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In the previous movie, we discussed this issue that sometimes our prints turn out too dark. And we started to discuss one of many techniques that we can use in order to try to have more accuracy when creating prints. Now, there are a number of different approaches that we can take, yet the one idea was to create a test print and kind of determine how much we need to overcompensate the brightness. And let's say that we determine we need to add 10 points. Well, what do we do with these other images, let's say this photograph here, or this one? Do we go through each image and add 10 points of brightness to each individual file? Well, that would be incredibly tedious.
There has to obviously be a better way. Well, one thing that we can do is actually select one image, then hold down Command or Ctrl and select another, and then we can make a change to these images--not inside of the Develop module, because when you change inside of the Develop module, what you do is you make global changes. In other words, if I change our brightness to zero here, and have Auto Sync turned on, both become zero; that won't work, and here's why. Well, this image is at a brightness of 50. This image is at a brightness of 38.
So what I really need is a brightness of 48 and 60. So how do we do that? Again, select one image, hold down the Command key, click on one or more other images, and go to Library module. In the Library module, make sure you turn on Auto Sync-- so we want to turn that on--and then open up Quick Develop, and in Quick Develop, you want to make sure you expand Auto Tone or the Tone Control, so you can see Brightness. Here I am going to click on this little icon twice, which will give me a brightness increase of five, a second time--now 10.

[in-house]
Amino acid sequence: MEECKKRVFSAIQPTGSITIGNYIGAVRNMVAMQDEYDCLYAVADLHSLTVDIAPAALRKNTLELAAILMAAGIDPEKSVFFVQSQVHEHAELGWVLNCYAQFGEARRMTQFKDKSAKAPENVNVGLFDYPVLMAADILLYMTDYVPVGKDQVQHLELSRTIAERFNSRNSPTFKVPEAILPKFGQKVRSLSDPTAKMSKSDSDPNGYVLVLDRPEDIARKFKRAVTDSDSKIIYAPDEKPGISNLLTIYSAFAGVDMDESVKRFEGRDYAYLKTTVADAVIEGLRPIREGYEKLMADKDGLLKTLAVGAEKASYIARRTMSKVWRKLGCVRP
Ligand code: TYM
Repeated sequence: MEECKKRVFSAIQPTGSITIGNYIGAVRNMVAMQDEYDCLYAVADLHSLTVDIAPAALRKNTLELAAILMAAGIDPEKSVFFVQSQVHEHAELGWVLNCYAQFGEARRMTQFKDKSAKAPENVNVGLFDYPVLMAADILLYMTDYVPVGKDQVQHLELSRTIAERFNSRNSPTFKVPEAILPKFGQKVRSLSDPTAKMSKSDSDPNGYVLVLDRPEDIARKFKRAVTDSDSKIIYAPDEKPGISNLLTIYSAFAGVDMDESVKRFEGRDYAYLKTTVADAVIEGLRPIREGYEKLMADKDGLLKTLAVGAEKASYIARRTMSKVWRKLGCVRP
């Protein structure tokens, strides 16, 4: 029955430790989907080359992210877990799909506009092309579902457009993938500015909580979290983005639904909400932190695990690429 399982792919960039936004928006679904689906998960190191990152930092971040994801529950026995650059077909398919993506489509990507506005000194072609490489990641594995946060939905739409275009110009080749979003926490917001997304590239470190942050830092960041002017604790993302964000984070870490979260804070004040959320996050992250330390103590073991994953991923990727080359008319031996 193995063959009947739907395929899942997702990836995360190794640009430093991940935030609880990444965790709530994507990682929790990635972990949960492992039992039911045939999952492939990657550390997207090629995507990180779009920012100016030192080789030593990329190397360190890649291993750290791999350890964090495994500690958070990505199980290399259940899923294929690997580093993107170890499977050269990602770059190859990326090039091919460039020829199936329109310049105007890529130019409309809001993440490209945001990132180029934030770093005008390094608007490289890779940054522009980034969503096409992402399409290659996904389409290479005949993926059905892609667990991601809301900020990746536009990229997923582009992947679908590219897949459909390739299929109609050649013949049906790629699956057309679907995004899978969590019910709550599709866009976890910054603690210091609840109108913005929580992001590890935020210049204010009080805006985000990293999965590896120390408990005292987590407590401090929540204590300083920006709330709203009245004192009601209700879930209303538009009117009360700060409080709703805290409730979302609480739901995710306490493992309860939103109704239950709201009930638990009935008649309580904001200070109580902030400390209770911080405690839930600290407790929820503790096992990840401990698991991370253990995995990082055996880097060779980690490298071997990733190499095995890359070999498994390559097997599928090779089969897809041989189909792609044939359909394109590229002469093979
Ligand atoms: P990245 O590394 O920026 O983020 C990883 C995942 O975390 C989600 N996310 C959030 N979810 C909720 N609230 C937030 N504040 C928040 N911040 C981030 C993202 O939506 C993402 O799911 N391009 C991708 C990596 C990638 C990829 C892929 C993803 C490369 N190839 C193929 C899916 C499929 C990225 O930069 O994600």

So I clicked on that twice. If we go to the Develop module, you'll see that this image, rather than 38, now has 48. And then this file here, rather than 50, has now 60. So what you can see here is that by using Quick Develop in the Library module, it will say, "Hey, let's take a look at where this image is, where the brightness value is, and then wherever it's at, let's incrementally--from that point--add a certain amount--in this case 5 and then 10 points." This way what you can do is increase the brightness value of a huge range of photographs, and you can do so really consistently, in order to ideally get an even closer and more accurate and more stunning print.
Now that being said, this is just one technique that you can use of many to begin to think about how you can work with this issue. Now, of course, some of you may be thinking, "Wow! This is great; this is going to really help me out." While others may be thinking, "You know what? I might need to go back and recalibrate my monitor, so that it's darker, so that I'm always thinking in that darker context, so that what I'm seeing on my monitor, matches more closely to what I'm seeing on my printer." There are two different approaches there, and both approaches have validity. What you'll need to do is figure out which approach and which techniques work best in your own workflow.
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